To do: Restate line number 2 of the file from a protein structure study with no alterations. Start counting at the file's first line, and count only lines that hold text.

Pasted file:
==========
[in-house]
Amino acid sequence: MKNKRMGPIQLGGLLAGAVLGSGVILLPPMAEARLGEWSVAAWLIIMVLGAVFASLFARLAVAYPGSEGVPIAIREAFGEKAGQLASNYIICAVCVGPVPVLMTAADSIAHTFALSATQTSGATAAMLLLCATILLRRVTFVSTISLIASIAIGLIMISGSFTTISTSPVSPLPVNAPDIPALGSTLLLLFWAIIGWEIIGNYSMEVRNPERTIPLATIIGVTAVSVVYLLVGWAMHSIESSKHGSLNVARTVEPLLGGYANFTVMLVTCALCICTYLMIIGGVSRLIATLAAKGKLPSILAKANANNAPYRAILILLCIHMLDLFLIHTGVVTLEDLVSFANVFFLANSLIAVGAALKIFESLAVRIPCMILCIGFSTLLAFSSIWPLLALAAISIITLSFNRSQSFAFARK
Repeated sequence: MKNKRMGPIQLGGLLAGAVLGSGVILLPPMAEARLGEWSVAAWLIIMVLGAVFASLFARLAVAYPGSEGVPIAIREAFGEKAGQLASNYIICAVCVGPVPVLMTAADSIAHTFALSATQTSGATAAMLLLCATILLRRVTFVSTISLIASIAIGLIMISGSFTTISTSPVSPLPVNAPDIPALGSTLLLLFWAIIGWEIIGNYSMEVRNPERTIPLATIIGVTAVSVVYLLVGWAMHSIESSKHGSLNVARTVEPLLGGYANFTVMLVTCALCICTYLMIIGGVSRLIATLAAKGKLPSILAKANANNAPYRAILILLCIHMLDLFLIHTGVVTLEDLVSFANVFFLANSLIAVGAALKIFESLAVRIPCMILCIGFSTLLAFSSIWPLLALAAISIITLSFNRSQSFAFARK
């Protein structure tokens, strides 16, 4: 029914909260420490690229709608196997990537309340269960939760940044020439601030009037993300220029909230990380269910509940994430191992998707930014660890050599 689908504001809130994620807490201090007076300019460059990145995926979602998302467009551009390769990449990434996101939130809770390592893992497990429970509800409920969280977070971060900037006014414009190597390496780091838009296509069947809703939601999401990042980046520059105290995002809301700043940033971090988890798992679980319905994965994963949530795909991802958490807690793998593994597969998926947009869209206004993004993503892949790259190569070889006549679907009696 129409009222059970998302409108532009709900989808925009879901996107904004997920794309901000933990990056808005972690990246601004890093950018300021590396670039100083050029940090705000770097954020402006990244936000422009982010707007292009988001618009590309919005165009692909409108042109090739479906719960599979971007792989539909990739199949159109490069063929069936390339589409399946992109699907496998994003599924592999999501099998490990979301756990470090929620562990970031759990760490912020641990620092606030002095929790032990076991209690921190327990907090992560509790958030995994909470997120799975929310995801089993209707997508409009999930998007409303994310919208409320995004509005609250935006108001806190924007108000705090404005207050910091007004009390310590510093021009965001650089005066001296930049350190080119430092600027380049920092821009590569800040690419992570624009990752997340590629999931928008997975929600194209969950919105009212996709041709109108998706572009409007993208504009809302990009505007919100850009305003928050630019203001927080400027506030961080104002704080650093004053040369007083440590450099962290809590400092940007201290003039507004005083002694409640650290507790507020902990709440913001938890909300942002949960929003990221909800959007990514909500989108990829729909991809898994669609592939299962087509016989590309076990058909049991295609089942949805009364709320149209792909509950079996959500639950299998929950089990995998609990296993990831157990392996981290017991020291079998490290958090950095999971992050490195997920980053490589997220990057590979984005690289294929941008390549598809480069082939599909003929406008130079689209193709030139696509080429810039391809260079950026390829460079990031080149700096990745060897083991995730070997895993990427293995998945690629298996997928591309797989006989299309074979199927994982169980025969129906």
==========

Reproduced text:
Amino acid sequence: MKNKRMGPIQLGGLLAGAVLGSGVILLPPMAEARLGEWSVAAWLIIMVLGAVFASLFARLAVAYPGSEGVPIAIREAFGEKAGQLASNYIICAVCVGPVPVLMTAADSIAHTFALSATQTSGATAAMLLLCATILLRRVTFVSTISLIASIAIGLIMISGSFTTISTSPVSPLPVNAPDIPALGSTLLLLFWAIIGWEIIGNYSMEVRNPERTIPLATIIGVTAVSVVYLLVGWAMHSIESSKHGSLNVARTVEPLLGGYANFTVMLVTCALCICTYLMIIGGVSRLIATLAAKGKLPSILAKANANNAPYRAILILLCIHMLDLFLIHTGVVTLEDLVSFANVFFLANSLIAVGAALKIFESLAVRIPCMILCIGFSTLLAFSSIWPLLALAAISIITLSFNRSQSFAFARK